January 9, 2020 – Here in Northeastern Illinois it has been a warmer, more forgiving winter leading up to the new year, and the relatively mild conditions that we have been enjoying have also continued into early January. Open water, and mostly snow-free fields means that there is easy foraging for both migratory and resident wildlife such as birds, waterfowl, turkey, and deer. Large flocks of wild turkeys can be seen feeding on plant material and the spilled grains from the last harvest in the snow-free agricultural fields, the cautious birds usually not far from the safety of their wooded escape. Much like White-tailed deer, wild turkeys separate into groups depending on the time of year. Young male turkeys, in late fall, form jake flocks after leaving their brood flock. The hens also group up after brooding their young. The adult male turkeys stay in bachelor groups until the breeding season arrives in the spring. March and April is the time that the male and female turkeys are joined together in large flocks and then eventually into smaller breeding flocks that are made up of a few toms with ten or fifteen hens. White-tailed deer also form bachelor groups. The bucks group together throughout the spring and summer months and unlike the turkey bachelors that are made up of mostly adult birds, the deer bachelors are made up of many different ages of males. During the warm summer months the White-tailed bucks are growing their antlers back after losing or shedding them during the winter and after the rut (active breeding time). The new growth of antlers starts in the spring and noticeably start out as velvety nubs. During the time of the bucks antler regrowth, the females or does, are giving birth during the spring and summer. By fall the antlers of the White-tailed buck are fully developed. Some antlers are small and are called spikes. While most are average in size there are a few that are huge and impressive but rarely seen. The White-tailed deer in late fall begin another breeding season. The bachelor groups break up and the bucks go their own way in search of does. The wild turkeys, the toms, the hens, and the jakes are still in their groups waiting for spring and another nesting season.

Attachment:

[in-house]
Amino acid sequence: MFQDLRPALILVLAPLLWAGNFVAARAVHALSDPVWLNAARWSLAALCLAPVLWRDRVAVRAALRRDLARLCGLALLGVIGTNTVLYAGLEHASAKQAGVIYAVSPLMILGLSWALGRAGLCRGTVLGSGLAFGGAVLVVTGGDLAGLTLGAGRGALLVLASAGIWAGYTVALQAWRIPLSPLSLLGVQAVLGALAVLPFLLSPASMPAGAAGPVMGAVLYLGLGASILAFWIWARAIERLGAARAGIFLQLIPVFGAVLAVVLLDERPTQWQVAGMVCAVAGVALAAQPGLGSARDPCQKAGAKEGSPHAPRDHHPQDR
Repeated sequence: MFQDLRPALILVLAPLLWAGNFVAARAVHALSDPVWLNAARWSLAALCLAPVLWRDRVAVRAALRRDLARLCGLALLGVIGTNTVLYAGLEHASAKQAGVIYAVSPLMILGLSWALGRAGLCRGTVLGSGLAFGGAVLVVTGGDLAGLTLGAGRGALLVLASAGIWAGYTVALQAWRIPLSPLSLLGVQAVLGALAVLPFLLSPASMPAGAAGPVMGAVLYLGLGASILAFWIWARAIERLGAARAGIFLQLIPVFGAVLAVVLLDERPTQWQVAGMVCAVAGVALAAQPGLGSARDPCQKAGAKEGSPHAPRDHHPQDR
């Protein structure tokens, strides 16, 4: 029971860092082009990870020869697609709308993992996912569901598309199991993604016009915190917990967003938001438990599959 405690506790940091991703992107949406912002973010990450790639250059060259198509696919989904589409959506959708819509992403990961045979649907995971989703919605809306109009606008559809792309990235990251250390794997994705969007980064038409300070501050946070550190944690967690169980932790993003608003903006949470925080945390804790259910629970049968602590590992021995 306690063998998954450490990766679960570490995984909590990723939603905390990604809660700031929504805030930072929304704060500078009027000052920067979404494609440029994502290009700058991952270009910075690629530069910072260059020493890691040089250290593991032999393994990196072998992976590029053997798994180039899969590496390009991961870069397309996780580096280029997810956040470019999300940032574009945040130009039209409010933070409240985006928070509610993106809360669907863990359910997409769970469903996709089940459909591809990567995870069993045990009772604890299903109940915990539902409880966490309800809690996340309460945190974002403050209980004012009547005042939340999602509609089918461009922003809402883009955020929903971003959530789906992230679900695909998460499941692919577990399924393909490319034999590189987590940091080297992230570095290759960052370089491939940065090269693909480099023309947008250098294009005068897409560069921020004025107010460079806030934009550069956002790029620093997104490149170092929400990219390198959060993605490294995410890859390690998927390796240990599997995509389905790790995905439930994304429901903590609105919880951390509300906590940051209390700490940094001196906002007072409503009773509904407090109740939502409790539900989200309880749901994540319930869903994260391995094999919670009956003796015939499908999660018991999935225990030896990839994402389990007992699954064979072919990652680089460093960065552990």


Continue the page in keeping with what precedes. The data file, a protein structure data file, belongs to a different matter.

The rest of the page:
January 1, 2020 – The Brown Creeper is a tiny well camouflaged bird that seems to defy the forces of nature as it swiftly moves across the jagged edged bark of a tree. It pauses momentarily to search, with its’ long curved bill, the cracks and openings in and behind the tree bark for insects. The bird is an expert contortionist twisting its’ head to just the right angle to probe the difficult fissures to find its’ unsuspecting prey. The fast moving little Brown creeper, also searches the undersides of large limbs and is probably less often noticed by humans due to its’ size and dark colors than any other species of bird that spends as much time in the trees. The little bird blends in quite well to the tree bark of the large dark trees on which it hunts. The Brown creeper will land low on the trunk of a tree and work its’ way up and around the trunk eventually searching the higher branches for prey before moving to another tree. From my observations at multiple locations while watching the tiny creeper, within a short time of leaving one tree it will return back to the same tree repeating its’ search several times before moving on to continue its’ hunt on other trees. According to the Illinois Natural History Survey “the Brown creeper occurs in Illinois as a common migrant and winter resident and occasional summer resident. The Cache, Kankakee, Mississippi, Sangamon and Sugar Rivers appeared (1981) to be the center of distribution for nesting populations in Illinois.” Known as a short-distance migrant to resident we notice the wintering birds that have arrived in numbers from the north when we notice them hunting on the leafless trees in wooded areas and on the parameters of those timbered tracts of land.